….re suspender belts – “ouch” I remember. Not long enough to be girdles, but still boned and gave “support”. They were restrictive, but mothers wanted their girl tom boys to grow up to be ladies? I remember being introduced at the age of 10 or so that you could not expect to comfortable in your best clothes.
…..re girdles….I love the way the advertising text mixes “light” with “firm” and “support”. Clearly women needed something strong to hold them in and up.
….re “Leggins” (Jay)…..yes I remember elder girl cousins complaining about the number of buttons and that they were tight as they were made of leather. I think they served as “trousers” in cold weather for girls, but of course, no respectable girl could wear trousers (boys only!), so leggings were acceptable to the mothers ( but not the wearers!).
…..Re Liberty bodice (Jay) , not sure what the US equivalent was? I remember them as a bit too tight, and being told they would keep me warm and give me support. A real hangover from the 19 century when young girls did wear boned corsets.
…..re pictures of suspender belts over petticoats – yes, of course, thighs were alternative word for sex, so impossible in a respectable catalog.
Thanks for all the insightful comments! I have illustrations that show both girls and boys wearing leggings. And my mother’s “dresser set” included a nail buffer, a hair receiver, and a buttonhook.
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I remember being 3 or 4 and having to wear a kind of garter belt and long wool stockings under my wool skirt and hand knit sweater when winter came. It would have been about 1944 in Salt Lake City, Utah. Itchy and uncomfortable. We moved to California in 1947 and never heard or saw or spoke such things again.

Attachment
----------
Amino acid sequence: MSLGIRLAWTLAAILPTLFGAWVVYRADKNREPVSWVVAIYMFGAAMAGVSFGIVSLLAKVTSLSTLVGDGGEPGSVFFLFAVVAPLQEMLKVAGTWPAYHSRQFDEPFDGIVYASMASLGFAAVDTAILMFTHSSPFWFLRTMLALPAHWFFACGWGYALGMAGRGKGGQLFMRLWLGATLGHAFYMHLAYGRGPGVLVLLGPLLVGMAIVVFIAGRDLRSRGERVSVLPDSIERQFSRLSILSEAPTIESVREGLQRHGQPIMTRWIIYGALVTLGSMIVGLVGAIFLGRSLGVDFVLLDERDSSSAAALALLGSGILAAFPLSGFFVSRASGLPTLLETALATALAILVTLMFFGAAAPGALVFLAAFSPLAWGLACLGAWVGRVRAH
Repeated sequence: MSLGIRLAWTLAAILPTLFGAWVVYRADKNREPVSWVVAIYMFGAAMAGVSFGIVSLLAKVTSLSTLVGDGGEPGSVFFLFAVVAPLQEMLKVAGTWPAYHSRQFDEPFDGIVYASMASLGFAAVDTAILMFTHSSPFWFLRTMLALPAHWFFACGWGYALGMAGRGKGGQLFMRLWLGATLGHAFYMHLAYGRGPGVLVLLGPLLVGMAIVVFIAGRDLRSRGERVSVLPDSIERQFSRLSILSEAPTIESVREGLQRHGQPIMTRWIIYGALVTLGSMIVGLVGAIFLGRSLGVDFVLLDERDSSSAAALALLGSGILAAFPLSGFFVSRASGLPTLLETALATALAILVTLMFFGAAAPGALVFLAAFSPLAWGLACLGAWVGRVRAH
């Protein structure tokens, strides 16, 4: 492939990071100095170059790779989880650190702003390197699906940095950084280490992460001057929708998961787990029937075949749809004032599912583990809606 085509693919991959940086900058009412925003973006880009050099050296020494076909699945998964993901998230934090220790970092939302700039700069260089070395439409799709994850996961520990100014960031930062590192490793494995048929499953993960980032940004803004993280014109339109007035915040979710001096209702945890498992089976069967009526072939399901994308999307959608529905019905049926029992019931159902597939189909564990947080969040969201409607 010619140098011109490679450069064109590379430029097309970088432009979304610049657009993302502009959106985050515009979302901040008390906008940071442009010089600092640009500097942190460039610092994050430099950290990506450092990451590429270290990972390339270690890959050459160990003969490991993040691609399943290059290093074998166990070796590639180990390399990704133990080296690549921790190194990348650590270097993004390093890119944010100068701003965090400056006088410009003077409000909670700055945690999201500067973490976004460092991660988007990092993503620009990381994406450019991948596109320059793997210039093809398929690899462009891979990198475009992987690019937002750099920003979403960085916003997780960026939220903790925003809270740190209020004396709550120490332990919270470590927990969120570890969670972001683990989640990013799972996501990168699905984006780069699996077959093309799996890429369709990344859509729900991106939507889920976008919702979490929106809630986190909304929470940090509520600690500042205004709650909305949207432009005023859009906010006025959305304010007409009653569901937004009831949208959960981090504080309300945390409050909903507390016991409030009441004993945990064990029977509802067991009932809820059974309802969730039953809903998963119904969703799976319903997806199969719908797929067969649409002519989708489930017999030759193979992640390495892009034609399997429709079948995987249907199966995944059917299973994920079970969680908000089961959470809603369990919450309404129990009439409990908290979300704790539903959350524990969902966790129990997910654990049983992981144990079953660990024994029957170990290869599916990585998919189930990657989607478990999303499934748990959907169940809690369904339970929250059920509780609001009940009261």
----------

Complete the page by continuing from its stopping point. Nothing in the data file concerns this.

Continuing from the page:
My mother read me the story “Marni Moo Getting Dressed in the Morning” many, many times around 1943 and 1944. I do not remember it, but she told me about several times. I thought it must be a picture book and searched for it off and on for many years. Finally, on BookSleuth.com, I got a reply. It was from Here and Now Story Book by Lucy Sprague Mitchell published in 1921 and republished many times through 1939. I found a copy on line and was delighted to read Mitchell’s guidelines for telling stories to different age groups of children. Three-year-olds like stories about their own activities and daily routines. Marni Moo wears drawers, a waist, garters and stockings and rompers. Fun. I have scanned the story and will include it in my life history.
It’s lovely to hear from someone with memories like yours!
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Reblogged this on pretty tights.